Sugar Blues was the title of a book I read when my older son was born. It detailed the affect sugar has on our bodies and why it should be avoided. I was determined to raise my children on a healthy diet and sugar and candy were not staples in our home. My sons thought that raisins were candy; that is until they went to school or grandmas. Then all bets were off. I could easily see both in my own family and as a teacher how sugar affects children. I dreaded party days at school when my students were given many sugary treats and the hyperactivity level in the classroom rose like mercury on a hot day.
I’ll admit, I have a sweet tooth and have always loved cookies, cakes and muffins. Since my cancer diagnosis, I’ve had to retrain my taste buds to adapt to my new diet where I try to eliminate as much sugar as possible. Please read the next sentence very carefully and see why. There is tremendous evidence that sugar feeds cancer. When you eat a lot of sugar, your body produces a lot of insulin. Insulin is a natural substance made by the body but it also encourages cell growth. In simple terms, insulin can “rev up” cell growth. For healthy cells, this is a good thing. Healthy cells grow, divide, die, and are replaced as part of the natural process of living. However, cancer cells are also encouraged to grow and multiply when our bodies produce too much insulin. You don’t want to encourage them!
This makes perfect sense since sugar is an energy source for the cells in our bodies, and it doesn’t discriminate whether they are good cells or bad. Ever had an MRI or CAT scan? The dye they inject is in a glucose (sugar) solution to attract the cancer cells. Since these cells are dividing rapidly and latch on to the glucose first, they are the ones that glow with dye. That’s enough proof for me. However, there are very few oncologists who tell their patients to avoid sugar. The only reason possible is that avoiding sugar is a monumental task at first because it’s added to most foods to make them taste better. Reading labels should now become your new hobby. It makes grocery shopping a bit more involved, but worth the extra effort. To make foods labelled as “low-fat” taste better, sugar is often used.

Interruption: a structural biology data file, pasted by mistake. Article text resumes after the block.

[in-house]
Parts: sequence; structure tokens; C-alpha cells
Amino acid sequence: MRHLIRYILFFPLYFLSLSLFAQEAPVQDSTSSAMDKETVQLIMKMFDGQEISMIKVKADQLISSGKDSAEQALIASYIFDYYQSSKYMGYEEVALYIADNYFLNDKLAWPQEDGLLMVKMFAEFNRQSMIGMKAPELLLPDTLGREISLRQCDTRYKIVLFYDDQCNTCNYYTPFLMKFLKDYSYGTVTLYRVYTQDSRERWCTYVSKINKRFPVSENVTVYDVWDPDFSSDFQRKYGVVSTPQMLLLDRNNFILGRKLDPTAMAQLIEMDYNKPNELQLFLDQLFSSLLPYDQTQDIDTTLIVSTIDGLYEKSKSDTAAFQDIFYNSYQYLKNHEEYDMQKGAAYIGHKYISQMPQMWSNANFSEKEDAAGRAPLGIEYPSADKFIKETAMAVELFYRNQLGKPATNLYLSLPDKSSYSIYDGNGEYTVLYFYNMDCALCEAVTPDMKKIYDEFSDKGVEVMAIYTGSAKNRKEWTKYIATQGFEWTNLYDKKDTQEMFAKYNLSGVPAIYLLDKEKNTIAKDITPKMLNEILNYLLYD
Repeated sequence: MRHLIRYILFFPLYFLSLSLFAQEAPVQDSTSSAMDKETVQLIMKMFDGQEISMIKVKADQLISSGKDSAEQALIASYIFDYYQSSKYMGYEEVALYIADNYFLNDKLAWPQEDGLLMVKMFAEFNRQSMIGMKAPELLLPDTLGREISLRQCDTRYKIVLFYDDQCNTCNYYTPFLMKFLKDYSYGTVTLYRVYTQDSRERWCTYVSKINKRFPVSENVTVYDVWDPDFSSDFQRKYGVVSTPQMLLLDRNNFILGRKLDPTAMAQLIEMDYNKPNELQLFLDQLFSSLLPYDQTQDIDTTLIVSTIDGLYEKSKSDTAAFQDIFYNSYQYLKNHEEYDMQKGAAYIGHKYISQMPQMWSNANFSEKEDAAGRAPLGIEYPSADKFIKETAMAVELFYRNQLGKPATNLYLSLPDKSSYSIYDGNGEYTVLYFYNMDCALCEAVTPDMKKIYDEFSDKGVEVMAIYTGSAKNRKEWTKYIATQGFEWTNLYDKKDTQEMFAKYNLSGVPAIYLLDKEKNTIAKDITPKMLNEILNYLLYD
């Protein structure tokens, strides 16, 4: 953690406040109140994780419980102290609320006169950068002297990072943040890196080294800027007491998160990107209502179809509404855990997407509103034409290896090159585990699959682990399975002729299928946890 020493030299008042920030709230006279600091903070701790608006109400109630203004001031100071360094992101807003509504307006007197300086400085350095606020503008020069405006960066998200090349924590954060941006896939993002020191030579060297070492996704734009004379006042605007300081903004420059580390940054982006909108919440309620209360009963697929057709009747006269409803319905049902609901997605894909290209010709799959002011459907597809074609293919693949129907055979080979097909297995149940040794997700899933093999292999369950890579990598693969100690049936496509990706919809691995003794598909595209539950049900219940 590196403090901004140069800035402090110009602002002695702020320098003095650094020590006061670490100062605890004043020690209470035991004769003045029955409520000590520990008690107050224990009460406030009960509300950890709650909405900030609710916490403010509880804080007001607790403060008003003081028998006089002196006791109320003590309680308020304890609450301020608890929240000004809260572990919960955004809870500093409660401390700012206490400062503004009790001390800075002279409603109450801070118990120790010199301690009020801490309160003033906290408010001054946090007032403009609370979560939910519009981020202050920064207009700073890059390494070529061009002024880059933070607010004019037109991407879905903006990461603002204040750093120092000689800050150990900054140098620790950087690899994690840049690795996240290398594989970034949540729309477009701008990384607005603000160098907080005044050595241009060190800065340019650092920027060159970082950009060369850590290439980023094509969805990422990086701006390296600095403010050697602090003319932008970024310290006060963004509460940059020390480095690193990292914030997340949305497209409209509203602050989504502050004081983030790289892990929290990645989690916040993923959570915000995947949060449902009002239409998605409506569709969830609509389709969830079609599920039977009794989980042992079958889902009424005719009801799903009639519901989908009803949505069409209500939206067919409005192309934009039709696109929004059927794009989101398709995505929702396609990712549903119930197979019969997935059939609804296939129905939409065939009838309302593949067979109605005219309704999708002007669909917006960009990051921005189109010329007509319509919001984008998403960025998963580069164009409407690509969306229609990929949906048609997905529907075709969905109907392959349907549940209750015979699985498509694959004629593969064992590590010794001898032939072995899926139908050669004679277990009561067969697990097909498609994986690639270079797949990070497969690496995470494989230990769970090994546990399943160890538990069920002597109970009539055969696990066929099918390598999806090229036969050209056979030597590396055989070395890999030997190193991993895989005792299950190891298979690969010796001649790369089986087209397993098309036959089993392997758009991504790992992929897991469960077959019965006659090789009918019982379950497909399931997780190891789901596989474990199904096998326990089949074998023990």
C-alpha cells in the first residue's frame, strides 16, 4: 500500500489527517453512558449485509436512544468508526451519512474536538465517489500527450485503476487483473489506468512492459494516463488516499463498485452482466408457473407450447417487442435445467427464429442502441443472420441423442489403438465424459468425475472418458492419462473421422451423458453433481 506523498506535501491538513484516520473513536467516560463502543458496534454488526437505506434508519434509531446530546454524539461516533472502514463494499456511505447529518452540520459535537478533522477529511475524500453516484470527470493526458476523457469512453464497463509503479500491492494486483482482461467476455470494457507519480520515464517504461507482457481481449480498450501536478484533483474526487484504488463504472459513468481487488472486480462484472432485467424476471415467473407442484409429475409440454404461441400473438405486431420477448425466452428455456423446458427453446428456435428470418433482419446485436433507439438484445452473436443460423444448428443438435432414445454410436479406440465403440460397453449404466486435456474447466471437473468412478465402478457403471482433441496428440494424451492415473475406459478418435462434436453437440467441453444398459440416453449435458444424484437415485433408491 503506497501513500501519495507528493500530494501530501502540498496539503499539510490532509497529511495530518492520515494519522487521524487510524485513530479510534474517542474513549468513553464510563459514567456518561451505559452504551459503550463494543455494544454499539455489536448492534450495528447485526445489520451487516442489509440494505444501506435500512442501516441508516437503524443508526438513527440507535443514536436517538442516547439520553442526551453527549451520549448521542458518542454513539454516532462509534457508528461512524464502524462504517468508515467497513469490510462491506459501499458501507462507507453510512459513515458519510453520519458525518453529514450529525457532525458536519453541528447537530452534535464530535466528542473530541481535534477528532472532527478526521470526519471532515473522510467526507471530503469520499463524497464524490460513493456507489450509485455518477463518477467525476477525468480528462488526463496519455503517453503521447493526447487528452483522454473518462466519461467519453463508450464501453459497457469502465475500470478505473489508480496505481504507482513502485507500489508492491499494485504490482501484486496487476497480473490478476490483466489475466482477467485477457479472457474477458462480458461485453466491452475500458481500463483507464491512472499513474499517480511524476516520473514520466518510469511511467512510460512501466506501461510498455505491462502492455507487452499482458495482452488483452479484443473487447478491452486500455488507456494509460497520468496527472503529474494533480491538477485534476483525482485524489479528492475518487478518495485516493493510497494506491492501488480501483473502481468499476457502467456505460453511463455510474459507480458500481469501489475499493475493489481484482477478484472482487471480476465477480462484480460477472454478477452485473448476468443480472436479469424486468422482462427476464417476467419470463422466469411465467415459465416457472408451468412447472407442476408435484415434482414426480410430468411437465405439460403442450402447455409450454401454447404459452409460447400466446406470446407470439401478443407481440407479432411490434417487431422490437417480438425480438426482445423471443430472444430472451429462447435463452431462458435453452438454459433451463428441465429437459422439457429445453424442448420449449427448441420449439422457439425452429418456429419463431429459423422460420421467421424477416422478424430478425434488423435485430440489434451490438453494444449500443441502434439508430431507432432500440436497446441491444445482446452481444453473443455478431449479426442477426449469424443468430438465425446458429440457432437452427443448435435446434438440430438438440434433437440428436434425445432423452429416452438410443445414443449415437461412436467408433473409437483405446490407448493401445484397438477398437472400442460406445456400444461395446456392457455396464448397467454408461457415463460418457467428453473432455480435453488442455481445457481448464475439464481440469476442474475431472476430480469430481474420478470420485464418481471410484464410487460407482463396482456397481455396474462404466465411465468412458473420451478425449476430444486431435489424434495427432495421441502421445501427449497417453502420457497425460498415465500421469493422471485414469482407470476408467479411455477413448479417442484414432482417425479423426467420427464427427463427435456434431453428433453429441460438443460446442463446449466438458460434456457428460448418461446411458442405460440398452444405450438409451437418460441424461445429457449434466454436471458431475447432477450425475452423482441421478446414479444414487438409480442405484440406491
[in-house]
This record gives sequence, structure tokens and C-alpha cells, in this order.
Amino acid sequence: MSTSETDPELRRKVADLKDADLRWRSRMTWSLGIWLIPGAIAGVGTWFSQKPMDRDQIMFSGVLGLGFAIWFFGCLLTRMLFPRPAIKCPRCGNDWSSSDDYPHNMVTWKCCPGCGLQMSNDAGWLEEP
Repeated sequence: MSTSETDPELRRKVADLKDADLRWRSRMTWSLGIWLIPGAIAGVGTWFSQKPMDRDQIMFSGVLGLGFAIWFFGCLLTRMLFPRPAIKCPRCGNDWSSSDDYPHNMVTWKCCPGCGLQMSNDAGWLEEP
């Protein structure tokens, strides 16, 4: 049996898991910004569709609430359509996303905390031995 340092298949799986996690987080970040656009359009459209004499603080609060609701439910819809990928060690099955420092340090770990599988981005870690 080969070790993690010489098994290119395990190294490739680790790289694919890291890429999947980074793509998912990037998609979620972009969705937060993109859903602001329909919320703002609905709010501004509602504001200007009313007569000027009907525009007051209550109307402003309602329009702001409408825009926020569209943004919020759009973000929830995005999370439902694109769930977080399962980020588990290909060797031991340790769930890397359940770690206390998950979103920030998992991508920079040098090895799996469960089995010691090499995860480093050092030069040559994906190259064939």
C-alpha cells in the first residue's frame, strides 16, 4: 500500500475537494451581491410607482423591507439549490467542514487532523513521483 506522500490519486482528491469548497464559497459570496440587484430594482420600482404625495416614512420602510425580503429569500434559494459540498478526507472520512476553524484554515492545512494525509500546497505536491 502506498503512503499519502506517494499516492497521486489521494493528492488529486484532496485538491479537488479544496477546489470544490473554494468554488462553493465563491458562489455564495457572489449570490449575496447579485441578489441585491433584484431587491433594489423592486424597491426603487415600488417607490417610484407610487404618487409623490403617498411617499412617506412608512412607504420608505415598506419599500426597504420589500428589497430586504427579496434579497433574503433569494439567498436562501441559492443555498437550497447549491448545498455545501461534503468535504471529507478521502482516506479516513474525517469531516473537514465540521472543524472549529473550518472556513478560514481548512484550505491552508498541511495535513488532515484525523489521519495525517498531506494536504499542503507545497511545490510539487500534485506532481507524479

So what can you do to replace sweets? First and foremost…avoid use artificial sweeteners. This has been a controversy since I did my science project on cyclamates (no longer sold) in the 8th grade. There are no safe artificial sweeteners on the market. Don’t be fooled that Splenda is made from sugar…it’s made from the same elements but when used in different combinations is not the same at all.
The only proven safe sweeteners are plant-based like stevia, truvia, agave nectar, raw coconut sugar, monk fruit sweetener and erythritol. I use erythritol, raw coconut sugar or Truvia in baking since they behave like sugar. None of these natural sweeteners raise blood glucose levels like sugar does. Raw agave is good in baked goods also. Always use raw agave since it has the lowest glycemic index in its pure state. Raw coconut sugar is a great substitute for brown sugar and also has a low glycemic index.
Erythritol is a “sugar alcohol” that is naturally found in a wide variety of foods including mushrooms, watermelon, pears and grapes (as well as fermented foods like sake, wine and soy sauce). It has zero calories and a glycemic index of zero. And it’s widely considered the “almost sugar” by health experts and pastry chefs alike. But while erythritol does a great job at mimicking the sweet taste of sugar, it behaves quite differently in the body. First, it is slowly and incompletely absorbed from the small intestine into the blood. Then, the very small amount of erythritol that is absorbed gets converted to energy by processes that require little or no insulin. That’s why erythritol won’t cause a spike in blood sugar levels, which is great news for anyone who is concerned about their weight! Best of all, erythritol can be used cup for cup in recipes just like sugar, and provides about 70% of the sweetness. It makes cupcakes, muffins and brownies moist and delicious… ice cream that’s rich and perfectly sweet… frostings that are smooth and creamy… and cookies that are crisp and chewy. I have found that many recipes call for much too much sugar, so 70% is quite a good trade off.
So today’s homework is … read all labels before you purchase food at the grocery store. You’ll be amazed how much added sugar is common in products you would not even regard as ‘sweet”.